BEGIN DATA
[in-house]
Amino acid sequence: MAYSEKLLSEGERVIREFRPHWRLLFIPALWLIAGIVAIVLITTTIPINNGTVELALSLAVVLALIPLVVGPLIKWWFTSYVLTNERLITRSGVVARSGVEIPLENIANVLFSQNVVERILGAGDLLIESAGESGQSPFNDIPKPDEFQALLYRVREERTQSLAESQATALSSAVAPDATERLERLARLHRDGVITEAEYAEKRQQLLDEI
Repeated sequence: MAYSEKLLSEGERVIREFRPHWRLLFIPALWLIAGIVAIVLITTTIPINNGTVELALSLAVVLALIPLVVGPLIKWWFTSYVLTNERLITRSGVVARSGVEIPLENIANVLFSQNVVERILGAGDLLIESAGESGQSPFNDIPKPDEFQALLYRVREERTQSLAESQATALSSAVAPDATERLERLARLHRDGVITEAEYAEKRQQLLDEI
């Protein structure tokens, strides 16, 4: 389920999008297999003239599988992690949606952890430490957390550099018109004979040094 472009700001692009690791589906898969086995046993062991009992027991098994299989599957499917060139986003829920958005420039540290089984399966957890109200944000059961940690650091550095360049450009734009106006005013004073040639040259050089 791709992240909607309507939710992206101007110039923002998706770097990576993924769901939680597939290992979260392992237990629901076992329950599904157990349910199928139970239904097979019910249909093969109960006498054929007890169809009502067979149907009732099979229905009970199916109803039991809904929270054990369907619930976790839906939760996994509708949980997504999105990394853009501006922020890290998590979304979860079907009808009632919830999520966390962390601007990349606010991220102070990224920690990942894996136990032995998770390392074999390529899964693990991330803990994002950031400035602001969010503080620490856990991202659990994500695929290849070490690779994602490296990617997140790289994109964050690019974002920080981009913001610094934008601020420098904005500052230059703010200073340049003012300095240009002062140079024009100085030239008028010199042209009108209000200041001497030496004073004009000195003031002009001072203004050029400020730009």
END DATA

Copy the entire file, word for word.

[in-house]
Amino acid sequence: MAYSEKLLSEGERVIREFRPHWRLLFIPALWLIAGIVAIVLITTTIPINNGTVELALSLAVVLALIPLVVGPLIKWWFTSYVLTNERLITRSGVVARSGVEIPLENIANVLFSQNVVERILGAGDLLIESAGESGQSPFNDIPKPDEFQALLYRVREERTQSLAESQATALSSAVAPDATERLERLARLHRDGVITEAEYAEKRQQLLDEI
Repeated sequence: MAYSEKLLSEGERVIREFRPHWRLLFIPALWLIAGIVAIVLITTTIPINNGTVELALSLAVVLALIPLVVGPLIKWWFTSYVLTNERLITRSGVVARSGVEIPLENIANVLFSQNVVERILGAGDLLIESAGESGQSPFNDIPKPDEFQALLYRVREERTQSLAESQATALSSAVAPDATERLERLARLHRDGVITEAEYAEKRQQLLDEI
């Protein structure tokens, strides 16, 4: 389920999008297999003239599988992690949606952890430490957390550099018109004979040094 472009700001692009690791589906898969086995046993062991009992027991098994299989599957499917060139986003829920958005420039540290089984399966957890109200944000059961940690650091550095360049450009734009106006005013004073040639040259050089 791709992240909607309507939710992206101007110039923002998706770097990576993924769901939680597939290992979260392992237990629901076992329950599904157990349910199928139970239904097979019910249909093969109960006498054929007890169809009502067979149907009732099979229905009970199916109803039991809904929270054990369907619930976790839906939760996994509708949980997504999105990394853009501006922020890290998590979304979860079907009808009632919830999520966390962390601007990349606010991220102070990224920690990942894996136990032995998770390392074999390529899964693990991330803990994002950031400035602001969010503080620490856990991202659990994500695929290849070490690779994602490296990617997140790289994109964050690019974002920080981009913001610094934008601020420098904005500052230059703010200073340049003012300095240009002062140079024009100085030239008028010199042209009108209000200041001497030496004073004009000195003031002009001072203004050029400020730009």